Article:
5 The Absence Of Barriers To Entry Along With The Presence Of Supernormal Profits Attracts New Firms To Enter The Industry. Supply Rises, So Price Falls. Long Run Equilibrium Position o Market supply curve shifts out to the right from s1 to S2. o The market price falls o Individual firm s price falls o Equilibrium point moves from e1 to e2. o Firm will now produce a smaller quantity o Amount of SNP s earned will fall / are eliminated. Equilibrium occurs in the long run at point a2 as follows: Q2 is produced where MR=MC, and MC continues to rise. That is the quantity that ensures profit maximisation. P2 is the price charged. This is the (now lower) price as set by the industry, and as the firm is a price taker it charges that price. At Q2, AR = AC. Normal profits are made. (If AR falls below AC then firms will make a loss, causing some firms to leave the market until AR rises and normal profits are made.) The firm is producing at the minimum AC in the long run. Q2 is supplied at the lowest point on the AC curve in the graph (point b2). 5

6 What Are The Advantages Of Perfect Competition? Perfect competition is beneficial to consumers and society in the following ways: Efficiency: In the long run, the firm produces a quantity associated with the minimum point on the AC curve, i.e. minimum costs. Low price for consumers: In the long run firms are not earning supernormal profits. Costs are also kept to a minimum as the firm is efficient and so prices for the consumer are lower than they could otherwise be. No advertising As the goods are homogeneous there is no need for wasteful advertising Normal profits earned Because freedom of entry exists no firm will continue to earn SNPs in the long run as new firms will enter / no exploitation of consumers. Why do firms in Perfect Competition tend not to Advertise? Firms in perfectly competitive markets tend not to engage in competitive advertising for several reasons: Products are homogenous - As the products are identical, one firm cannot honestly claim that its goods have better qualities than another firms. Market demand would rise rather than the demand for an individual firm s output- As goods are homogenous, a firm that engages in such advertising would simply boost total market sales and it alone would incur the costs of the advertising. Competitive advertising will increase costs In the long run firms are efficient and do not waste resources. Firms are aiming to maximise profits and so will not waste money on advertising. o What is Generic Advertising? Generic advertising may occur in a perfectly competitive market. o Generic Advertising Differs From Competitive Advertising Competitive advertising is advertising that promotes the features of an individual firm s product over those of competing firms. 6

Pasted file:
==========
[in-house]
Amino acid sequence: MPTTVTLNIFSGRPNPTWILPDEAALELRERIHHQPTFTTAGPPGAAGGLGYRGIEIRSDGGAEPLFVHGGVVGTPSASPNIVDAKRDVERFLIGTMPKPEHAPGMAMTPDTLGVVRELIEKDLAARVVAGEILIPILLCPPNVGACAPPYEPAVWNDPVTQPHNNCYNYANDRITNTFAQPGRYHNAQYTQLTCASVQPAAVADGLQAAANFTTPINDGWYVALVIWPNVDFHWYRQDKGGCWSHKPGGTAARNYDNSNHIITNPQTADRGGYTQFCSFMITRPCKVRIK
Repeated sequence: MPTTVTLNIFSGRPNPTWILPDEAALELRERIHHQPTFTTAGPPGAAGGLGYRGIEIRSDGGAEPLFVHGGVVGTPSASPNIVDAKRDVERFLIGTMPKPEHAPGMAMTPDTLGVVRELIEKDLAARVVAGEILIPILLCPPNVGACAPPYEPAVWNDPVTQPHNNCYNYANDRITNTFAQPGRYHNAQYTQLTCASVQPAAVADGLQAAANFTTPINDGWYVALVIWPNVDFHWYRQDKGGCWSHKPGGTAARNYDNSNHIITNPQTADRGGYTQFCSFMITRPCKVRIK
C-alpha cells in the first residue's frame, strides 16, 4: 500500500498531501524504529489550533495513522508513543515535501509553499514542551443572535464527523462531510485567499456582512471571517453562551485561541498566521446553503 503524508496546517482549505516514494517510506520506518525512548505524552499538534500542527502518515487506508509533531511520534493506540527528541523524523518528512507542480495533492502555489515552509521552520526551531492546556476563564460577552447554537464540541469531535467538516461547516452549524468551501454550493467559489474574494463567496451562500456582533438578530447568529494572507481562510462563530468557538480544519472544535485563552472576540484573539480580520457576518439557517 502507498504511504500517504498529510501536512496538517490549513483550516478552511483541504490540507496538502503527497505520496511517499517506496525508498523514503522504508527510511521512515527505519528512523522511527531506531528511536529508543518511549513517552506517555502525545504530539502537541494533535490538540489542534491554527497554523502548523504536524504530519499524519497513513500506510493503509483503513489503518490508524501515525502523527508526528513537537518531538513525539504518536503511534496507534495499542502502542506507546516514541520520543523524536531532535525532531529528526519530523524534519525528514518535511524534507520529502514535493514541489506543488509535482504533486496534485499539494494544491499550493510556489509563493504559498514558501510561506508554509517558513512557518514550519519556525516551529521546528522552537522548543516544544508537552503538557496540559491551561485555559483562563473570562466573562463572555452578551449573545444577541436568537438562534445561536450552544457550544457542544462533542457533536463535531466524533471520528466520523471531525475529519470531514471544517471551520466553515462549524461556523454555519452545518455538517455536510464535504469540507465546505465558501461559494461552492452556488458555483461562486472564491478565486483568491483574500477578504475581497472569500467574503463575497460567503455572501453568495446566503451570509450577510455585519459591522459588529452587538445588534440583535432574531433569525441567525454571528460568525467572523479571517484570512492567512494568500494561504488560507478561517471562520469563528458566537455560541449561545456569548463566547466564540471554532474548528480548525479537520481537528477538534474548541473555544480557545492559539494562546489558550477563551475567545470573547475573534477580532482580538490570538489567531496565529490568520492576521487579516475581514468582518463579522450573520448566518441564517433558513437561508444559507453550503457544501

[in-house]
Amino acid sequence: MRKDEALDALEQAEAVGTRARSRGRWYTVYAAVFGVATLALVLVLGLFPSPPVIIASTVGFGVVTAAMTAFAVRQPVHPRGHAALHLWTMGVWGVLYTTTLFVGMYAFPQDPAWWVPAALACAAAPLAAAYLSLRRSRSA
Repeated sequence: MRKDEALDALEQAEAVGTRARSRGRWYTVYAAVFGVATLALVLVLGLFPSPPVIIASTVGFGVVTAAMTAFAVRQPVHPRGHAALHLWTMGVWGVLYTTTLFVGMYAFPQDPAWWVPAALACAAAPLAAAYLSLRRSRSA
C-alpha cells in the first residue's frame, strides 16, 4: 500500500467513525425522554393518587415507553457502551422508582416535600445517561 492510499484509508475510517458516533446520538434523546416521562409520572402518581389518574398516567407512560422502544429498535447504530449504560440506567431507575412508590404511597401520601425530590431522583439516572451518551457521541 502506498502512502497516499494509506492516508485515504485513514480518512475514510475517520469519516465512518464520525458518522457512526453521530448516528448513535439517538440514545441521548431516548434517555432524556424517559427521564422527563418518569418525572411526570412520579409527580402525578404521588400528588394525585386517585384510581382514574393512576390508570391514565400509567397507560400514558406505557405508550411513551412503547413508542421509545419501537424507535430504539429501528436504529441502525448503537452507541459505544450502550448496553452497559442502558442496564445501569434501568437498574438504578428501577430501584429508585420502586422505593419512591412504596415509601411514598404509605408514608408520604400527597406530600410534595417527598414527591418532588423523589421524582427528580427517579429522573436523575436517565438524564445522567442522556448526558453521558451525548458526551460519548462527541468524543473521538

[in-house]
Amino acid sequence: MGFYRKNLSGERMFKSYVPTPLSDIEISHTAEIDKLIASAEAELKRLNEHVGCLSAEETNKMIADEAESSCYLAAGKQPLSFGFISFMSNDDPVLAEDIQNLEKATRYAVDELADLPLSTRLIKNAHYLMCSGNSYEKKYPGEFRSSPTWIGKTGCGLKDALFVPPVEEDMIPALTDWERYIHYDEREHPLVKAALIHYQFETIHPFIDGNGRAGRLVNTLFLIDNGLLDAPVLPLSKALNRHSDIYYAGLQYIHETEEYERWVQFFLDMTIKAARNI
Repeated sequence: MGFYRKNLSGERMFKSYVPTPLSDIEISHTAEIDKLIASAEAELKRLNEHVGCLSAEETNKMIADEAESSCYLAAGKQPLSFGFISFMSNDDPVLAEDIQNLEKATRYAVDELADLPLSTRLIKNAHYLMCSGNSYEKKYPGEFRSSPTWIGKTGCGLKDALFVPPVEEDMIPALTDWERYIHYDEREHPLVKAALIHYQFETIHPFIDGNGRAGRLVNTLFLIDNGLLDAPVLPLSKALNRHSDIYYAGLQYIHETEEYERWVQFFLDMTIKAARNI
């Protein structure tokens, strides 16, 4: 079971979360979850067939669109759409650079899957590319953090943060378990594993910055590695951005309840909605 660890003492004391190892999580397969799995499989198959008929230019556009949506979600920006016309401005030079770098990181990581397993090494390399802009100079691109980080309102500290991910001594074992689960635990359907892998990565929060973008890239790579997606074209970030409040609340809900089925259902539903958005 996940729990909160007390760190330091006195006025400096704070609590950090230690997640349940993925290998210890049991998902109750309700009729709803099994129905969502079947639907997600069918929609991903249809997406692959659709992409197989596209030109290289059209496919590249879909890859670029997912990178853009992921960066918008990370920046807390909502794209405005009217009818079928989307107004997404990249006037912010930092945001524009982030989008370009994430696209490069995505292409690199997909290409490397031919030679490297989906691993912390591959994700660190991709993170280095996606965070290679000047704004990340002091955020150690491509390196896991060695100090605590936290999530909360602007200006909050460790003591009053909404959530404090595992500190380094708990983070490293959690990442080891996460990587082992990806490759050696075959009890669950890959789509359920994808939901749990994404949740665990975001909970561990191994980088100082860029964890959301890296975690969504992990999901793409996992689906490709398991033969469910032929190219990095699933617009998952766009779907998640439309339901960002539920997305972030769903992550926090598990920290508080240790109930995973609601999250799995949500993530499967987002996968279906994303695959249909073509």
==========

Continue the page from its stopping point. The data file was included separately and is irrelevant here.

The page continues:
7 Supply Curves for firms in Perfect Competition Short-Run Supply Curve For A Firm Operating In Perfectly Competitive Market o A firm must at least cover its variable costs, e.g. staff wages and electricity, in the short-run. If it cannot pay variable costs then it will have to close, staff will not work and electricity will be cut off. It will therefore produce/supply if it can cover these average variable costs in the short-run. o Remember that the firm produces/supplies where MR=MC o The short-run supply curve therefore is the section of the MC curve that is above the AVC curve. Deriving The Short-Run Supply Curve Of A Firm In A Perfectly Competitive Market Long-Run Supply Curve Of Firm Is Perfect Competition o In the long run the firm must cover all of its costs, i.e. variable and fixed costs such as rent of premises. These are represented by the average cost (AC) curve (also know as the average total cost). o Remember that the firm still produces/ supplies where MR=MC. o The long run supply curve therefore is the section of the MC that lies above the AC curve. 7